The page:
Sports dynasties usually are enshrined to history by lengthy runs of success cumulating in championships. In the warped world of the Chicago Bears,, dynasties are noted by certain trendy attempts to get out of their post-1985 rut.
The Mitchell Trubisky quarterback dynasty began in 2018 and will end in early 2024, or perhaps latter 2023. Two quarterbacks ruled the dynasty, Mitchell Trubisky I (Mitch Trubisky The First Rounder) and Mitchell Trubisky II (Justin Fields The Puddle Glider, pictured above). They were athletic and agile running quarterbacks, prone to flashes of the spectacular, but fell in tragedy for nearly always looking for the big play, inability to read defenses, and almost never seeing the open receiver. Their natural tendency to want to run with the ball instead of pass inevitably led to prolonged injuries.
The dynasty’s quarterbacks’ yearning for the big play was on display two weeks ago when Fields dislocated his thumb. Instead of following normal quarterback instincts to tuck ball, take the sack, and minimize his own risk for injury, The Puddle Glider attempted a futile sideways pass, landing on and injuring his thumb, fulfilling another trait of the Trubisky Dynasty.
Prophets and heralds generally have small purpose to a story outside of their explicit role. Tyson Bagent is not the beginning of another dynasty but instead the “negative proof” that the Trubisky Dynasty is about to come to an end. The past three years have been attempts at “positive proof” that Justin Fields is the guy for the Chicago Bears, a winding narrative with its highs and lows. But in one game, a meager undrafted quarterback from an unknown Division II college provided Bears fandom with the singular negative proof that this dynasty in general and Fields in particular is not the path forward.
Reading though some Internet chatter, I am guessing nearly all Bears fans who watched Bagent’s premiere start against the Las Vegas Raiders, as I did, felt something they had not in a very long time – giddy excitement. Not because Bagent is going to be the next Tom Brady, but because a veil had been lifted. They saw something absent for at least three years. Quick, decisive plays, for better or worse, from the quarterback seemed to make the Bears offense simply gel. You could sense through the television the offense was actually enjoying the execution of plays, finally. “This is what I signed up for,” I am guessing went through some of their heads. For a brief moment, the Chicago Bears offense looked like a legitimate modern football group. From the team to fans, I know everyone felt it.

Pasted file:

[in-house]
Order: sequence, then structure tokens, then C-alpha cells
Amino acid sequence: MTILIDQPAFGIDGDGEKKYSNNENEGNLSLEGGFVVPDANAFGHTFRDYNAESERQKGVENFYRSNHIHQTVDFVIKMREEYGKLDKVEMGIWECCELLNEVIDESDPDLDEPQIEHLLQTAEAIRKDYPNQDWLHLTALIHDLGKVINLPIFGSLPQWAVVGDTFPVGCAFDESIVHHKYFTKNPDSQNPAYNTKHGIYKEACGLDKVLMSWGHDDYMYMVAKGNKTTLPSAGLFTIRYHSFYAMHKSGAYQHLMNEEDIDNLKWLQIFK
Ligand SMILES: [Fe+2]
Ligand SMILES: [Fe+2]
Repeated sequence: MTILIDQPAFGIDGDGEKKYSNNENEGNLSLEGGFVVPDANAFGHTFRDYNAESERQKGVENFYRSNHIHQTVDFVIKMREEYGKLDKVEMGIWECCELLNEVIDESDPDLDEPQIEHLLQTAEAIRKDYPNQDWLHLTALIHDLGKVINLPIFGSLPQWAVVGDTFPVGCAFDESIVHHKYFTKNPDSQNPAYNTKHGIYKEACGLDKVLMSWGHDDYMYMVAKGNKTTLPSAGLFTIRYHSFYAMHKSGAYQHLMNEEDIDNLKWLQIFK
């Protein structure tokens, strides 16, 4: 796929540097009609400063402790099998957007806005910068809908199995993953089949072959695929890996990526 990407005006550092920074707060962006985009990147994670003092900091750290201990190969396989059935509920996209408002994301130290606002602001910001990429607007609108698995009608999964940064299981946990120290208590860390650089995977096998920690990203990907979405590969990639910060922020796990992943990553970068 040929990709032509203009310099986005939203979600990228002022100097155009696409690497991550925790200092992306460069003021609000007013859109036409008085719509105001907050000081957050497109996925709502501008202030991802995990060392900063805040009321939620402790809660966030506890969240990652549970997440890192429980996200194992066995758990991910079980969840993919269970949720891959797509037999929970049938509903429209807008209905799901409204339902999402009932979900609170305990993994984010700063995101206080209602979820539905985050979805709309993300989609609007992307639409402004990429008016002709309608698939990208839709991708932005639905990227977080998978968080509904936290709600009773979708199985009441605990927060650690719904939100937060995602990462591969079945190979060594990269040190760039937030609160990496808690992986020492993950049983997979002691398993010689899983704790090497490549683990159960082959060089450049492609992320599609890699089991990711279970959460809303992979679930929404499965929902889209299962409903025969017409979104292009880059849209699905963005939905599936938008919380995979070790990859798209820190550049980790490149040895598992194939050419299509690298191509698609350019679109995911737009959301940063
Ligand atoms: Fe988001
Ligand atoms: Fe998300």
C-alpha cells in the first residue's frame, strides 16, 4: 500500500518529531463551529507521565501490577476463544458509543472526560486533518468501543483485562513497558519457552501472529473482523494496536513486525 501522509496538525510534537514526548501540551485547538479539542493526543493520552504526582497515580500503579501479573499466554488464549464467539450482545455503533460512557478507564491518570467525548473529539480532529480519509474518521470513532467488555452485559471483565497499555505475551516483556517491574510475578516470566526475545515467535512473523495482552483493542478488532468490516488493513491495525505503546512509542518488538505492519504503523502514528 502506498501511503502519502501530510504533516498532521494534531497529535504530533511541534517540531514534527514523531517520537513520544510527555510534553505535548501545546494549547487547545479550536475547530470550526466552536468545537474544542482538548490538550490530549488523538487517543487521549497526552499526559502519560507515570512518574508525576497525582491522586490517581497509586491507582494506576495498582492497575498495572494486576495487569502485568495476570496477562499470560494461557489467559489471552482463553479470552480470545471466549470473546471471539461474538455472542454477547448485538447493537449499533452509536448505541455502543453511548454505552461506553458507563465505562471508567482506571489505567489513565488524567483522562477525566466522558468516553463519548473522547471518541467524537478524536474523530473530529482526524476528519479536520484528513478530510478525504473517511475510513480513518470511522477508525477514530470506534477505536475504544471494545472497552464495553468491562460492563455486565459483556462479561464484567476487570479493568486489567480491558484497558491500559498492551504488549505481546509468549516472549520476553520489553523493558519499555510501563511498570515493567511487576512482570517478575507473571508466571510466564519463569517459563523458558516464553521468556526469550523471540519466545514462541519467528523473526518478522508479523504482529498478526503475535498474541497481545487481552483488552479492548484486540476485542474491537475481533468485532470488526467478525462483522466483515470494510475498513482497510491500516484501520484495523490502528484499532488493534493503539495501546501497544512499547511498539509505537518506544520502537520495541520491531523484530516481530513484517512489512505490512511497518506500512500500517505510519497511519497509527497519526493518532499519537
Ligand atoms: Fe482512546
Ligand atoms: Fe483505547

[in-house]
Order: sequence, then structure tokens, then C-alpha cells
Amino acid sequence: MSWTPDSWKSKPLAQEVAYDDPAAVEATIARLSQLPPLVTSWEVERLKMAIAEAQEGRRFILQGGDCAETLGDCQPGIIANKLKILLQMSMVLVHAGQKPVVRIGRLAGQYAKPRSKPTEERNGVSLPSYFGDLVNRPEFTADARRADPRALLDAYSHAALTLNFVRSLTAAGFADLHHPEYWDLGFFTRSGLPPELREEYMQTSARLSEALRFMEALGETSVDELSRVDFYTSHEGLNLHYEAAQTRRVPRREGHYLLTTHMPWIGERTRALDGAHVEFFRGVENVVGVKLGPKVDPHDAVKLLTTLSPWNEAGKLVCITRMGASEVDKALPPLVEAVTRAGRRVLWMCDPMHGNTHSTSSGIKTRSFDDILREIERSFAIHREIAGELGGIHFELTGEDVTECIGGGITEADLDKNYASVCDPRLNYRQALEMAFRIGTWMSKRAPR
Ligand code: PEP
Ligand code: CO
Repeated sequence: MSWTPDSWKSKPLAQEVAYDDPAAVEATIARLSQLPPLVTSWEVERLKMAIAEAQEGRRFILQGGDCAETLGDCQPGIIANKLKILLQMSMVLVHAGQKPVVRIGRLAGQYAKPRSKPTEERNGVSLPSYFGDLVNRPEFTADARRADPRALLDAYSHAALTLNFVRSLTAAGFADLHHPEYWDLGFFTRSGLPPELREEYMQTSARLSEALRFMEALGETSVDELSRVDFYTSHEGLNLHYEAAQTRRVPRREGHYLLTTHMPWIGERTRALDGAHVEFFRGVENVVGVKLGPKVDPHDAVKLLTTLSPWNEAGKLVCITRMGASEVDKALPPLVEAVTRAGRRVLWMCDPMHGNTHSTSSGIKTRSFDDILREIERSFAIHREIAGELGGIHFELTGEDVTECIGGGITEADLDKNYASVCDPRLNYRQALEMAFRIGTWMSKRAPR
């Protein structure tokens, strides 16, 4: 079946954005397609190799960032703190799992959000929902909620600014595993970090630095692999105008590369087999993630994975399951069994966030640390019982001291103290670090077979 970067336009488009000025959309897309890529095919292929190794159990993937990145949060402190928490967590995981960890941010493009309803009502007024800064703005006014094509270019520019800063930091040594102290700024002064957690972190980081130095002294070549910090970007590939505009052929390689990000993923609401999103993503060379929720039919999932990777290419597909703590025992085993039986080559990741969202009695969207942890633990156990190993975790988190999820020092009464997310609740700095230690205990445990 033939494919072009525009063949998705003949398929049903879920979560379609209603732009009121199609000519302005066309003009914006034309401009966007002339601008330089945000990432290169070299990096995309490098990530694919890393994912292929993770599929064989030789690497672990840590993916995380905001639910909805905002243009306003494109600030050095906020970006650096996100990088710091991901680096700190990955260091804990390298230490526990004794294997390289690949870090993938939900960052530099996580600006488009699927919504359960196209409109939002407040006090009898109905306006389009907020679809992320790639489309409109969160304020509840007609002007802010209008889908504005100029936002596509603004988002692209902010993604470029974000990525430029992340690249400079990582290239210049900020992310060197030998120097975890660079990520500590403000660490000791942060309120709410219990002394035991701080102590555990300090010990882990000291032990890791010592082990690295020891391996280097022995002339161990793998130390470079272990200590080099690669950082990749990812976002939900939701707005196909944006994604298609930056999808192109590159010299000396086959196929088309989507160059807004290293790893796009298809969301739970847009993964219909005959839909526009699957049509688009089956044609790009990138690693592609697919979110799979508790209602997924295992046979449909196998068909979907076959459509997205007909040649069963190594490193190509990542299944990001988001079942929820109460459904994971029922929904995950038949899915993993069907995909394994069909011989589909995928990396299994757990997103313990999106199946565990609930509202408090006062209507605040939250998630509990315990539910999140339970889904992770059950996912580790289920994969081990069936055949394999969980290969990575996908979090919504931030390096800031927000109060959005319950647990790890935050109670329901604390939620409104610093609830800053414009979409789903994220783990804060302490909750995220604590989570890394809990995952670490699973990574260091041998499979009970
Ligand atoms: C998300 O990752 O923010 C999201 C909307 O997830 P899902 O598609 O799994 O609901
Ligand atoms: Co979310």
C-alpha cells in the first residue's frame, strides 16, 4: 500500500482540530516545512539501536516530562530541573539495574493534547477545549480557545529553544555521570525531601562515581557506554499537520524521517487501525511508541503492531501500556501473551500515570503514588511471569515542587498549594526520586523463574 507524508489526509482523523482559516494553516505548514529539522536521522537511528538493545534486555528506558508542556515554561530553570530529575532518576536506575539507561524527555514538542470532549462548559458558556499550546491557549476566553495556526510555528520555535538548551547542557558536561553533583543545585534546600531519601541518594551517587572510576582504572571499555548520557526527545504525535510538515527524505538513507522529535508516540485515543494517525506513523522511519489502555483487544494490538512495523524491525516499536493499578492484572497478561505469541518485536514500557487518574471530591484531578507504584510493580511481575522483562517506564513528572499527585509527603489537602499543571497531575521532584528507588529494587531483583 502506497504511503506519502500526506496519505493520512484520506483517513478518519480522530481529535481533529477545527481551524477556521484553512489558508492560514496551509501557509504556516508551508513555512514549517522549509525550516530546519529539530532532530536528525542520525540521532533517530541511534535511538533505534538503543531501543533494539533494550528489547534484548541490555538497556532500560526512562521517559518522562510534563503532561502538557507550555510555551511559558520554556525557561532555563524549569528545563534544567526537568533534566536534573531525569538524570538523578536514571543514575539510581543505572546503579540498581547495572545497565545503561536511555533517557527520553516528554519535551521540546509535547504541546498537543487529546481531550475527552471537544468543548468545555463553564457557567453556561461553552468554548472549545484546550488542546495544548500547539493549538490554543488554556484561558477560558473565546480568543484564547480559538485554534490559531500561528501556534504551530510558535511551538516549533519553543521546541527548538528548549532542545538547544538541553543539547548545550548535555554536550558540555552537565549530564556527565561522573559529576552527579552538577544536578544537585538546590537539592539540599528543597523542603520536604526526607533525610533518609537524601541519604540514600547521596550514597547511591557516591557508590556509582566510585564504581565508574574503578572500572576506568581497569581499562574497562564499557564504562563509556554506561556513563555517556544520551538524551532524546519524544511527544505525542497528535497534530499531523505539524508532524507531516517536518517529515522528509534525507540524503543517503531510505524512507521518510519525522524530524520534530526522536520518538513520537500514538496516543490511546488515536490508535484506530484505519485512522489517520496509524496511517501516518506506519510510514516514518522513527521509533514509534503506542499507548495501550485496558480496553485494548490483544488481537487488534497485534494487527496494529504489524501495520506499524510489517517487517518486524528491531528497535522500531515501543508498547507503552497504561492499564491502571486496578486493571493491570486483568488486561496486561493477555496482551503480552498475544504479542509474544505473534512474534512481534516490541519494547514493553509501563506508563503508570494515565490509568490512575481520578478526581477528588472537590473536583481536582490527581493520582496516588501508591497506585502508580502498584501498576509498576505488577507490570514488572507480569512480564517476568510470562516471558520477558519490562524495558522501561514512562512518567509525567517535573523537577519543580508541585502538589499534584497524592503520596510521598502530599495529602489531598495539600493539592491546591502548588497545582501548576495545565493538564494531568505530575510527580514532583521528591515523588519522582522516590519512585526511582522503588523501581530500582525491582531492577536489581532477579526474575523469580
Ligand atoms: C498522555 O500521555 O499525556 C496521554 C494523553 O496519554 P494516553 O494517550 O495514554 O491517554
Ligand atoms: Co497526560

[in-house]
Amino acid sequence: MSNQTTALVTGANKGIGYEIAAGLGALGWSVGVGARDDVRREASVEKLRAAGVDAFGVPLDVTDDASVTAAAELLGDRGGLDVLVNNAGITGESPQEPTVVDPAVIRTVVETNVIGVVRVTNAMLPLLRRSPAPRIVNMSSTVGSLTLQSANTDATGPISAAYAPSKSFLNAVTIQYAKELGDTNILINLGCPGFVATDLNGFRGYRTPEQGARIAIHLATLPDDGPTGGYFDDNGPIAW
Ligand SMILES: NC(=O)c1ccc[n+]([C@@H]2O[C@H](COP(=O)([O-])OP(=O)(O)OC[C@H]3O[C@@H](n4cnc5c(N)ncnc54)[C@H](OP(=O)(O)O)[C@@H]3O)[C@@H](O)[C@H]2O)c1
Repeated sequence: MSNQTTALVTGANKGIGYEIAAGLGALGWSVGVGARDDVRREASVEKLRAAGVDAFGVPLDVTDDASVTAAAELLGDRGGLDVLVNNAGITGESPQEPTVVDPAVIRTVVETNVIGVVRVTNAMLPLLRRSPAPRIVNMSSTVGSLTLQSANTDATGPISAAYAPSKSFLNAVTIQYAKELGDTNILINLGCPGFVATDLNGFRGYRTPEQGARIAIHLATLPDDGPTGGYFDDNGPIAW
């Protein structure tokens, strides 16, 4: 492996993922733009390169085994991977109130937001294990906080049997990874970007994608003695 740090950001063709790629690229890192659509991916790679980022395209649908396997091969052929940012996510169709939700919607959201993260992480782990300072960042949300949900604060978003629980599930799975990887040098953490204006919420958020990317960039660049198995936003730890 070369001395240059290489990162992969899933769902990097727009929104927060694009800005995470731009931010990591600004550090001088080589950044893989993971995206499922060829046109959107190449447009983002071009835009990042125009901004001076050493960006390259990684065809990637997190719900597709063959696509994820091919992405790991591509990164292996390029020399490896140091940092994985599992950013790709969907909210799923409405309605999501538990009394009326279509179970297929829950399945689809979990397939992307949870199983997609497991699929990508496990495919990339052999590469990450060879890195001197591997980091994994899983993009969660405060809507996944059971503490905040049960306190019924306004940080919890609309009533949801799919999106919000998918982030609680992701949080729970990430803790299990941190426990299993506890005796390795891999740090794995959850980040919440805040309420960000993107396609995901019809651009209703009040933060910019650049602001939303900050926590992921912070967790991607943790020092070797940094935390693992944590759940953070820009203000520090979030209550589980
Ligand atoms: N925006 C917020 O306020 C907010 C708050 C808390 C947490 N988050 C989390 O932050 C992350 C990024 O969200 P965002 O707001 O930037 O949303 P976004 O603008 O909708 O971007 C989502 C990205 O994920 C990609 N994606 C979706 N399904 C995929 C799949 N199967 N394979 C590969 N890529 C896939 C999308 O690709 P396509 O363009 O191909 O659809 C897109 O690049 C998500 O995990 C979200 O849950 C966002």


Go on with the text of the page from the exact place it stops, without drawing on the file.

The few good victories of the Fields era elicited academic, got giddy, excitement. You were glad the Bears scored, played well, etc., not because it was emotional but because it was expected from this team after all the hype.
“Well the Raiders defense was bad,” may be a retort, but that does not matter. The whole point is to be better than your opposition, and the Bears certainly were for that one game. An undrafted quarterback led an NFL team to victory over another NFL team, how can you take anything away from that accomplishment?
The Trubisky Dynasty and Fields era is ending not because Fields failed, but because we now see what Fields is not. The irony is that Bagent’s rapid and confident play execution puts Fields in a mobility category with Dan Marino. It revealed that a core deficiency in the play of Fields is his inability to drop back fast and make the needed decision, quickly, without defaulting to running the ball.
As wrote in my prior Bears article, I think Fields would have a better chance of success elsewhere. I also stated that most NFL success is due to organization. Other teams have proven a running quarterback can be successful and certainly Fields could be as well on the right team. But that team is not Chicago’s, who likely, hopefully, will search for a far different 2024 quarterback, one that resembles Bagent more than Fields.
Thank you for reading my article. Donec deinde tempum.